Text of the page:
Original Research | Published: 3 April 2024

Childhood opportunity and appropriate use of child safety restraints in motor vehicle collisions


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Objectives Safety restraints reduce injuries from motor vehicle collisions (MVCs) but are often improperly applied or not used. The Childhood Opportunity Index (COI) reflects social determinants of health and its study in pediatric trauma is limited. We hypothesized that MVC patients from low-opportunity neighborhoods are less likely to be appropriately restrained.

Methods A retrospective cross-sectional study was performed on children/adolescents ≤18 years old in MVCs between January 1, 2011 and December 31, 2021. Patients were identified from the Children’s Hospital Los Angeles trauma registry. The outcome was safety restraint use (appropriately restrained, not appropriately restrained). COI levels by home zip codes were stratified as very low, low, moderate, high, and very high. Multivariable regression controlling for age identified factors associated with safety restraint use.

Results Of 337 patients, 73.9% were appropriately restrained and 26.1% were not appropriately restrained. Compared with appropriately restrained patients, more not appropriately restrained patients were from low-COI (26.1% vs 20.9%), high-COI (14.8% vs 10.8%) and very high-COI (10.2% vs 3.6%) neighborhoods. Multivariable analysis demonstrated no significant associations in appropriate restraint use and COI. There was a non-significant trend that children/adolescents from moderate-COI neighborhoods were more likely than those from very low-COI neighborhoods to be appropriately restrained (OR=1.82, 95% CI 0.78, 4.28).

Conclusion Injury prevention initiatives focused on safety restraints should target families of children from all neighborhood types.

Level of evidence III.

What is already known on this topic

  • Child safety restraints, when used properly, reduce injury and death from motor vehicle collisions. Disparities exist in pediatric trauma patients and may be explained more comprehensively by the Childhood Opportunity Index. There are limited studies that use the Childhood Opportunity Index in pediatric trauma.

What this study adds

  • Many children in motor vehicle collisions are found to not be appropriately restrained. There is no significant association between appropriate safety restraint use and Childhood Opportunity Index.

How this study might affect research, practice or policy

  • The findings of this study highlight that families from all neighborhood types may benefit from targeted injury prevention education regarding motor vehicle child safety restraints. This study also introduces the use of the Childhood Opportunity Index to investigate disparities among pediatric trauma patients.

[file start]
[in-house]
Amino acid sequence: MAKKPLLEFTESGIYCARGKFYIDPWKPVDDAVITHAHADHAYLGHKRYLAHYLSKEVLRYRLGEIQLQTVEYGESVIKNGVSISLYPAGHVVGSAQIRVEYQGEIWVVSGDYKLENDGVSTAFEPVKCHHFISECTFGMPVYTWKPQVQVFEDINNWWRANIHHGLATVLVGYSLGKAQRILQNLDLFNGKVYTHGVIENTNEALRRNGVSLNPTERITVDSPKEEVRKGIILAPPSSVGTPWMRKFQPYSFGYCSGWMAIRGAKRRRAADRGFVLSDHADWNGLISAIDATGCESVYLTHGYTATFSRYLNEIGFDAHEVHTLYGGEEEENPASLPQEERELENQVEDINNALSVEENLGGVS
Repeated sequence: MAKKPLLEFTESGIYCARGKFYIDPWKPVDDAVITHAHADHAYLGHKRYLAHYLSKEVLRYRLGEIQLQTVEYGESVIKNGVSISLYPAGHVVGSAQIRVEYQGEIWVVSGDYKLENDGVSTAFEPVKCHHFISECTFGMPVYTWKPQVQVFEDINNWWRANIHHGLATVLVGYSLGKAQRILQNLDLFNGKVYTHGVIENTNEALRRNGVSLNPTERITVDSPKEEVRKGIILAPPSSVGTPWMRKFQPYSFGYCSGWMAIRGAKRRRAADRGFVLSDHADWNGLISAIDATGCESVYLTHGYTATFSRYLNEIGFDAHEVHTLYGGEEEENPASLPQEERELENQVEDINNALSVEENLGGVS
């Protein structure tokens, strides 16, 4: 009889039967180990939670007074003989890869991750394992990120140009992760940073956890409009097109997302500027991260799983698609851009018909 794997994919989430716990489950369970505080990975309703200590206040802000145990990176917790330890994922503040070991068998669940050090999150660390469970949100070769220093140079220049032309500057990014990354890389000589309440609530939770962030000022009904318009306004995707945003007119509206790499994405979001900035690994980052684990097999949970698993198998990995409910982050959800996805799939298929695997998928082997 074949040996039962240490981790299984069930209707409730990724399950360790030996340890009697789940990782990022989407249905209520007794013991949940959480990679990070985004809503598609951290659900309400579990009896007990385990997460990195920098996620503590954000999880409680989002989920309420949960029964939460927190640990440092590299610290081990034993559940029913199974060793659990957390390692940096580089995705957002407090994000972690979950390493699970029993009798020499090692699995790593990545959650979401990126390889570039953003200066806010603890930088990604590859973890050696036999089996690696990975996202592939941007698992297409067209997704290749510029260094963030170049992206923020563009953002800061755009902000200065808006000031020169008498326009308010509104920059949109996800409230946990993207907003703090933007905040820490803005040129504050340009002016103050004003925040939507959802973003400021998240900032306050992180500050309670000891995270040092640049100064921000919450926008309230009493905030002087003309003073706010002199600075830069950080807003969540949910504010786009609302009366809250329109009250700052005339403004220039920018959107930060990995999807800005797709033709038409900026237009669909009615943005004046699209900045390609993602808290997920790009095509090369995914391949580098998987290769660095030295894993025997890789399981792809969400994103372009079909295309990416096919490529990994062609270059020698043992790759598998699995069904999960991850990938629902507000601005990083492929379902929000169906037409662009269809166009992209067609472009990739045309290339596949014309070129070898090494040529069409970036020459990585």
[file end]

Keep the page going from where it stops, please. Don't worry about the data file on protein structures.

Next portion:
Motor vehicle collisions (MVCs) are one of the leading causes of morbidity and mortality in children.1–3 Used properly, child safety restraints substantially reduce injury severity and risk of death in children in MVCs.4 5 Mortality from MVC in the USA is significantly associated with children who are either unrestrained or inappropriately restrained.6–8 Despite this, child safety restraints are often unused or improperly used, with recent literature reporting more than 50% of children were not properly restrained.7 9 10 Disparities in pediatric trauma have been broadly described, including in the context of MVCs and the use of child safety restraints.5 11 For example, Rangel et al previously demonstrated racial and financial disparities in child safety restraint use, with black children and children with public health insurance being less likely to be properly restrained compared with white children and those with commercial insurance.12

The Childhood Opportunity Index (COI) 2.0 is a multidimensional metric reflecting neighborhood resources conducive to healthy childhood development and represents a comprehensive method of describing neighborhood socioeconomic factors that influence child health outcomes.13 14 The COI has been used to investigate disparities in social determinants of health in general pediatric literature and, more recently, pediatric surgery.15 To date, there are limited studies that specifically use the COI to investigate disparities in pediatric trauma.

Therefore, our objective was to determine the association between appropriate restraint use and COI level for children in MVCs. We hypothesized that MVC patients from neighborhoods with low COI are less likely to be restrained or properly restrained.


Design, data source, and study population